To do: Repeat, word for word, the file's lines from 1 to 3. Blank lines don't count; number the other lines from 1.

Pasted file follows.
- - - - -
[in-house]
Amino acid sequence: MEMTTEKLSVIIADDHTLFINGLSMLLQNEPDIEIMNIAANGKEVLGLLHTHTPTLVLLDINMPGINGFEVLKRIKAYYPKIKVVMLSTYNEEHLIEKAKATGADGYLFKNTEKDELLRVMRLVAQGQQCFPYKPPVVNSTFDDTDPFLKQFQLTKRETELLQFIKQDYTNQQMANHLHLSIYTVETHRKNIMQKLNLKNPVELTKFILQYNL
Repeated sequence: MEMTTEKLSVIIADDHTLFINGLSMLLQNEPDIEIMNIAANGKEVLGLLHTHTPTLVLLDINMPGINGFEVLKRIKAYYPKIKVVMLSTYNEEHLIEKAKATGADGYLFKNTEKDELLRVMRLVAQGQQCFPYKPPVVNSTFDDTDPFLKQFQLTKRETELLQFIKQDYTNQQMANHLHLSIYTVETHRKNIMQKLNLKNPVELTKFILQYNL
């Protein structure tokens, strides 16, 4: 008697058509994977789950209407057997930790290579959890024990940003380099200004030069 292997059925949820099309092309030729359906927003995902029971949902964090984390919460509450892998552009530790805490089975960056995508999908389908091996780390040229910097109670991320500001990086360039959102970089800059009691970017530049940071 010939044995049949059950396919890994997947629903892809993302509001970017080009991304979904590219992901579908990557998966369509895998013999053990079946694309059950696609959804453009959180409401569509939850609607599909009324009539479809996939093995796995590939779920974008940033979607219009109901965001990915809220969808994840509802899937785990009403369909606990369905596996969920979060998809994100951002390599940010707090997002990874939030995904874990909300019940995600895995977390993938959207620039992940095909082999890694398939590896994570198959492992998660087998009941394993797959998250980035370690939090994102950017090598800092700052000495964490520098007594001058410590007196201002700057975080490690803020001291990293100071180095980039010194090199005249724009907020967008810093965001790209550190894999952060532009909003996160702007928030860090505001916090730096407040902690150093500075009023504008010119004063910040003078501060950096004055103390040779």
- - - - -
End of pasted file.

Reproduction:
[in-house]
Amino acid sequence: MEMTTEKLSVIIADDHTLFINGLSMLLQNEPDIEIMNIAANGKEVLGLLHTHTPTLVLLDINMPGINGFEVLKRIKAYYPKIKVVMLSTYNEEHLIEKAKATGADGYLFKNTEKDELLRVMRLVAQGQQCFPYKPPVVNSTFDDTDPFLKQFQLTKRETELLQFIKQDYTNQQMANHLHLSIYTVETHRKNIMQKLNLKNPVELTKFILQYNL
Repeated sequence: MEMTTEKLSVIIADDHTLFINGLSMLLQNEPDIEIMNIAANGKEVLGLLHTHTPTLVLLDINMPGINGFEVLKRIKAYYPKIKVVMLSTYNEEHLIEKAKATGADGYLFKNTEKDELLRVMRLVAQGQQCFPYKPPVVNSTFDDTDPFLKQFQLTKRETELLQFIKQDYTNQQMANHLHLSIYTVETHRKNIMQKLNLKNPVELTKFILQYNL